Fall Dance Fest 2020, a showcase of three performances presented by the university’s Department of Dance, concludes today, Oct. 17, with a 2 p.m. performance.
Tickets are free and can be reserved by going to http://radford.co1.qualtrics.com/jfe/form/SV_eFAQynVViI5gKwJ
Dance Fest features student dancers within the program performing compositions created by dance professors. This year’s event marked the first time that the performances have been streamed online rather than performed for a live audience. It will also feature two senior student choreographers performing their own solos as part of the lineup.
Associate Professor Amy VanKirk has reworked a piece she initially developed in 2017 titled “Fragmentation 119.3” To accommodate coronavirus guidelines, she crafted the performance as a trio so that dancers could move in a column within 10-foot squares and never cross paths. The performance contains three very different musical pieces that are purposefully broken down and put back together.
“I thought that being fragmented and disjointed would be relevant to the way we’ve all had to distance in recent months,” VanKirk said.
Assistant Professor Ji-Eun Lee is debuting a new piece titled “An Old Story” that features thirteen dancers in a dance-theatre style performance. Lee said the dance contains abstract themes about destiny and the circle of life. Hers is a lengthy piece, some 20 minutes long.The performance is her first attempt in the genre of dance-theatre, which is a form of dance that can incorporate speaking, singing, chanting, props, costumes, sets and other elements traditionally thought of as components of theatre.
Professor Inessa Plekahanova is showcasing a classical ballet piece. This semester Plekhanova is teaching a repertoire class with six students, so she decided to bring them into the fold for this performance. Her students will present the world-famous “Friends Dance” from “Giselle,” the classic French ballet.
Department Chair James Robey is debuting a new, modern dance titled “Careless Whisper on the Trombone.” “The focus I was working on with the dancers was on exploring the challenges of communication and connection from a distance,” said Robey. The music features soundbites of conversations that students have had with one another through Zoom. Robey asked the students to record themselves having freeform conversations on Zoom that were submitted for use in the soundtrack.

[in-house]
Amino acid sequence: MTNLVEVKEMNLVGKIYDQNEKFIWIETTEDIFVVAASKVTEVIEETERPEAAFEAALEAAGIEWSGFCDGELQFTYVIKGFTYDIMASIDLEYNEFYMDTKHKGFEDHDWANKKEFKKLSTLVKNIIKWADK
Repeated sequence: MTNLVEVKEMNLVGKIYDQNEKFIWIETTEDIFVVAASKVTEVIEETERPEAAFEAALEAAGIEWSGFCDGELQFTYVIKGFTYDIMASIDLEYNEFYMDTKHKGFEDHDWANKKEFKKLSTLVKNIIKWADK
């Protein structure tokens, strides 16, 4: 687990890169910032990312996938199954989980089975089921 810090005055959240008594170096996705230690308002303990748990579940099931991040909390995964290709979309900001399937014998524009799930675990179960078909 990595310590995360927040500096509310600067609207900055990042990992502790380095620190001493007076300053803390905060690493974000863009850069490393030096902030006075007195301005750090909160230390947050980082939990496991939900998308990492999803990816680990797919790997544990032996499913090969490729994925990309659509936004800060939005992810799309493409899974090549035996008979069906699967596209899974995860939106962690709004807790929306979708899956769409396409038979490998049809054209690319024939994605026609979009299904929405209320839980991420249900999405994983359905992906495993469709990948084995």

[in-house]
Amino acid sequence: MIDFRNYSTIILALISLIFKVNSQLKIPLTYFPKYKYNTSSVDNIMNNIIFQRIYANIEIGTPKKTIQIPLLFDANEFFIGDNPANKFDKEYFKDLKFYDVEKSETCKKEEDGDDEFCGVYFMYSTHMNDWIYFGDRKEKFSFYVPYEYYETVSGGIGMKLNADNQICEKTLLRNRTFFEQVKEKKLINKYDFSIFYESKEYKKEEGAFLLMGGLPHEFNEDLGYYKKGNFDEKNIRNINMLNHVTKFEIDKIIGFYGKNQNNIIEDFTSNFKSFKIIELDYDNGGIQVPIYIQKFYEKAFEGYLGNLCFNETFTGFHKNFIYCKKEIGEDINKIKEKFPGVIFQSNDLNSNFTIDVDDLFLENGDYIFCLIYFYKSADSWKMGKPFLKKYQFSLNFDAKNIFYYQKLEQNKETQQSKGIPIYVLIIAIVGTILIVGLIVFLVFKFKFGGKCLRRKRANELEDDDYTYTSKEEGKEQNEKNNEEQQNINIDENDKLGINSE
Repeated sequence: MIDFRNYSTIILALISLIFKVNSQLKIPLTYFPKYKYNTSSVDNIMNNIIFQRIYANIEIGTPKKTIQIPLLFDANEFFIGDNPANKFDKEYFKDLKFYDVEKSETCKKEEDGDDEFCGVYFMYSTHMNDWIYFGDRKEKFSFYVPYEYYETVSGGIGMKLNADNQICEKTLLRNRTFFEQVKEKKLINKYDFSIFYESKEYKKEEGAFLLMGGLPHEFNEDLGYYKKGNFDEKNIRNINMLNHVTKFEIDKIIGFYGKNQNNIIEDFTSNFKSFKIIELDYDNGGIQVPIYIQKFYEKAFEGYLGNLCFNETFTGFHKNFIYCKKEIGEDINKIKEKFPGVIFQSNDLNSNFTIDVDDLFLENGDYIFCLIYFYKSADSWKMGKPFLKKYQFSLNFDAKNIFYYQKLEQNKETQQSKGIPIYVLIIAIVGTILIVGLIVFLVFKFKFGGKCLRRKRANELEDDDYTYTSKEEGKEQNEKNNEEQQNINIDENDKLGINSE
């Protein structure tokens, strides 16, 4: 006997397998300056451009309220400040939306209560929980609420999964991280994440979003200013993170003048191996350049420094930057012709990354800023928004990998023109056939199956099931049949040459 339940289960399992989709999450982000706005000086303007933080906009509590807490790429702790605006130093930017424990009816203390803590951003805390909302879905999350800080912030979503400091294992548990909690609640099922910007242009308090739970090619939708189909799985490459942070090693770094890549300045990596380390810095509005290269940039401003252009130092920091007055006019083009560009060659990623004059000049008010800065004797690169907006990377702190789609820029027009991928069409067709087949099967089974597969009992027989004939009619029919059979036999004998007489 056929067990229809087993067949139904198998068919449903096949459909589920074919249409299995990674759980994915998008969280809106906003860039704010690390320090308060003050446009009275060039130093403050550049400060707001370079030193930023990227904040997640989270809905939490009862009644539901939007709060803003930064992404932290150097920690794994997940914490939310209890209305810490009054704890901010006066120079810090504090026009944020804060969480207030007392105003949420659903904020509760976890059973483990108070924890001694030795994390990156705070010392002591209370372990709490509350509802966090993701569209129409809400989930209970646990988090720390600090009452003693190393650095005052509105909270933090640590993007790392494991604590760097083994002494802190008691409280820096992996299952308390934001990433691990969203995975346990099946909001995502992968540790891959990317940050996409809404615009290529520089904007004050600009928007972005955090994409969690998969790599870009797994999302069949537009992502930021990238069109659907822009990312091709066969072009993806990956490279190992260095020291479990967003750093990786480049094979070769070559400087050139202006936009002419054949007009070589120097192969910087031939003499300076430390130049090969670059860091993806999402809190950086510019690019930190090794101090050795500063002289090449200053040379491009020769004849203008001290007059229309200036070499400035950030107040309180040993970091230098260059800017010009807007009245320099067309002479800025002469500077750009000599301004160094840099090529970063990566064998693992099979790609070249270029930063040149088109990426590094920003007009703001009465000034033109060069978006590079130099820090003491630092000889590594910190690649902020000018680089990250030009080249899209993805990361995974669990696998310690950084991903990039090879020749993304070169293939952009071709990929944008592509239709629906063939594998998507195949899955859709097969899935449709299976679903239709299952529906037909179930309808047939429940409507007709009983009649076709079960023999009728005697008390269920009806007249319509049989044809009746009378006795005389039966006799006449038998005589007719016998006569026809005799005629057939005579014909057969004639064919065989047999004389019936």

The move to show Fall Dance Fest 2020 online was solely for safety purposes during the pandemic. Professors and students alike have been working to keep their performances safe. Preparations for the event have presented interesting challenges for those involved. Plekhanova said that it will be strange for dancers to have on masks during her ballet performance. “In ballet, it is important for audiences to see the performer’s faces to communicate the inspiration behind their moves. It will be a little weird, but hopefully people will understand,” she said.
Traditionally, Fall Dance Fest has been choreographed by faculty members, but this year two seniors, Reagan Mihailof and Alexa Austin, will also be showcasing their own works. The decision was made to include them since the Student Choreography Showcase was canceled during the spring semester when the university shut down amid the initial outbreak of the pandemic.